- Alas, the answer against Cleveland was a resounding “No.”
Mason Rudolph did do some nice things. He’s beginning to transfer the college rapport he had with James Washington to the NFL. He did a masterful job on the Steelers lone touchdown drive, and showed some quick decision making on his touchdown pass to Jaylen Samuels.
It would be easy to look at how the game evolved and chalk up Mason Rudolph’s struggles to having to throw to Tevin Jones and Johnny Holton as his number 2 and number 3 wide outs. It would also be easy to point a finger at the Steelers offensive line, which failed to protect him.
- But as it so often is, the easy answers are the wrong answers.
The fact is that Mason Rudolph played poorly vs. the Cleveland Browns. He threw four interceptions, interceptions which got uglier as the night progressed. A lot of Steelers fans are ready to write of Mason Rudolph’s future based on that one night (never mind he’s looked far better his 1st 7 starts than Terry Bradshaw looked in his.)
The key takeaway from the Browns game as far as Mason Rudolph is concerned can’t be found by looking back, but rather by looking forward. It all depends on how Mason Rudolph reacts, and whether he can rebound.
Body Bags Mount for Pittsburgh
This was a particularly brutal trip to Cleveland for the Steelers. During the course of the game, the Steelers:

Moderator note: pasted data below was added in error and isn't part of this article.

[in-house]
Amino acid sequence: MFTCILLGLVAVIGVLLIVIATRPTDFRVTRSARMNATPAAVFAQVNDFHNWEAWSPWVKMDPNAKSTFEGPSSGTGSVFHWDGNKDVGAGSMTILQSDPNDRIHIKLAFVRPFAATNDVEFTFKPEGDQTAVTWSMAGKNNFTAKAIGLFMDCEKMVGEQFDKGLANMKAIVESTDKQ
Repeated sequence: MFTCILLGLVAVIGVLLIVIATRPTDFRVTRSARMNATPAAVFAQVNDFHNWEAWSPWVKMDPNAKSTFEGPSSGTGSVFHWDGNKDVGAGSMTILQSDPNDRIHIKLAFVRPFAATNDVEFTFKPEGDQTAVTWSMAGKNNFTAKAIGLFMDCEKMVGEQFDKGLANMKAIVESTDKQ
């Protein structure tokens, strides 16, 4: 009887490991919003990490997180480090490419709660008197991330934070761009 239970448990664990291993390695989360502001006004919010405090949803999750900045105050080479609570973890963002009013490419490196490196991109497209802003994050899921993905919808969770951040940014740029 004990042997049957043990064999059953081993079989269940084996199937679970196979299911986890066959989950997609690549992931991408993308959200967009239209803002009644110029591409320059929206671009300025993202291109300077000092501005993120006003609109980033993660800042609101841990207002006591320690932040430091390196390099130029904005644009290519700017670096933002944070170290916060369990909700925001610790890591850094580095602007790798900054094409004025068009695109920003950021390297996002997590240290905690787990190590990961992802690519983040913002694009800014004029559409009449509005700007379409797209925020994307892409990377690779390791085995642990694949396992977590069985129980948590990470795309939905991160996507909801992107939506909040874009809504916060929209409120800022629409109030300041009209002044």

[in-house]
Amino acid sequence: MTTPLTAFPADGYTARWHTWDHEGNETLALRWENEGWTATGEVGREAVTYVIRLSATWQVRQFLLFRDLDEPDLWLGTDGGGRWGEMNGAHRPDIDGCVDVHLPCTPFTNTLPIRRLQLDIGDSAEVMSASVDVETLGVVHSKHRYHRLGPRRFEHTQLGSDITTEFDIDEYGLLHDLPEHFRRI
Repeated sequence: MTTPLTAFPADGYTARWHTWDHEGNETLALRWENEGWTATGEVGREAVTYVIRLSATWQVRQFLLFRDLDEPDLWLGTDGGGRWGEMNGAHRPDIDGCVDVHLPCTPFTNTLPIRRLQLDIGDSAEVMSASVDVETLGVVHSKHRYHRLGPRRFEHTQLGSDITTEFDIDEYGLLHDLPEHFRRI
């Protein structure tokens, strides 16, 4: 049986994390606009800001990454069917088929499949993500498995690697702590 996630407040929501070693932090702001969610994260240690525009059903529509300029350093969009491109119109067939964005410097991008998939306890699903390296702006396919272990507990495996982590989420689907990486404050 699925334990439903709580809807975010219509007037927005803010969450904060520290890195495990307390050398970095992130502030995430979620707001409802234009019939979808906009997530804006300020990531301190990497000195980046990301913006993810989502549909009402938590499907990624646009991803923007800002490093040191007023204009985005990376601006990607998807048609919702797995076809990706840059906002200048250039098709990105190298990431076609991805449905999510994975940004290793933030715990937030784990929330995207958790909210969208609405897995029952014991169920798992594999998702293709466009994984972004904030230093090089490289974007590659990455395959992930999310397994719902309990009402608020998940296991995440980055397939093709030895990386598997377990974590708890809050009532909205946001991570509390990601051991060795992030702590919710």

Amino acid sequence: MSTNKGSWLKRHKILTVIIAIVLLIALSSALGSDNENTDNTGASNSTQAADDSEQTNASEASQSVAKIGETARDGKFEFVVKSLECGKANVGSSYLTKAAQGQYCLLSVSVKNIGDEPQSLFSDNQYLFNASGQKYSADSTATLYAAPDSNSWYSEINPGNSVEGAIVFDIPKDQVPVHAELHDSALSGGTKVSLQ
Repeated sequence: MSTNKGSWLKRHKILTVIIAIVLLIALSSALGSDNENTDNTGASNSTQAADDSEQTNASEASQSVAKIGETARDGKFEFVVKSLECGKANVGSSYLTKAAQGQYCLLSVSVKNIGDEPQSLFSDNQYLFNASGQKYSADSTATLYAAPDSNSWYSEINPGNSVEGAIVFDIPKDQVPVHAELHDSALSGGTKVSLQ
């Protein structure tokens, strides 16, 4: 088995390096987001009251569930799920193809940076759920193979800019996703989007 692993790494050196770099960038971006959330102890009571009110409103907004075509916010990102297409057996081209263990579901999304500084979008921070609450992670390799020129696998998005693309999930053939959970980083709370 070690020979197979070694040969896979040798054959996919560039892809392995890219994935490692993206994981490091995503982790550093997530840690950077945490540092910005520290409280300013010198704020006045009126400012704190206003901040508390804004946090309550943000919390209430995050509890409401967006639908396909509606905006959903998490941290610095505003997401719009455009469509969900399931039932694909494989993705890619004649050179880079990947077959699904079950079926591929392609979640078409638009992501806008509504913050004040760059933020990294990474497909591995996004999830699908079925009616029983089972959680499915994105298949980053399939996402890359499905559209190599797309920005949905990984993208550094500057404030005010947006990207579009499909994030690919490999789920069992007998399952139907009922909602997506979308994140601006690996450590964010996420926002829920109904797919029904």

- Lost OlaTerry Adeniyi to a concussion
- Lost JuJu Smith-Schuster to a concussion
- Lost James Conner to a re-injured shoulder
- Lost Artie Burns to a knee injury
- Lost Diontae Johnson to a concussion
All of this occurred before the now infamous final 8 seconds of the game. The status of the players above remains unknown although one would have to expect that all 3 offensive players named above will not be playing next week in Cincinnati against the Bengals.
Unfortunately, if Mason Rudolph is to rebound from his worst game as a pro, he’ll likely need to do it on his own.
8 Seconds that Will Live in Infamy
It all could have been so simple. Mason Rudolph had just completed an 11 yard pass to Trey Edmunds with 14 second remaining. The Steelers could have run their final play, and then headed to the locker room to tend to their wounded.
- But Myles Garrett had other ideas.
He could have let up after Mason Rudolph released his pass. After making impact, he could have let it stand there. He could have been content with a late hit, but instead forced Mason Rudolph to the ground.
- The two men scuffled. David DeCastro tried to break things up.
Myles Garrett could have ignored Rudolph, but instead tore his helmet off and swung it viciously at his head. Mason Rudolph could have been seriously injured, or worse. Had this happened on the street, Myles Garrett could have, would have and should have faced criminal charges.
Regardless of what happens moving forward, this incident and how they respond to it will define the 2019 season for both teams.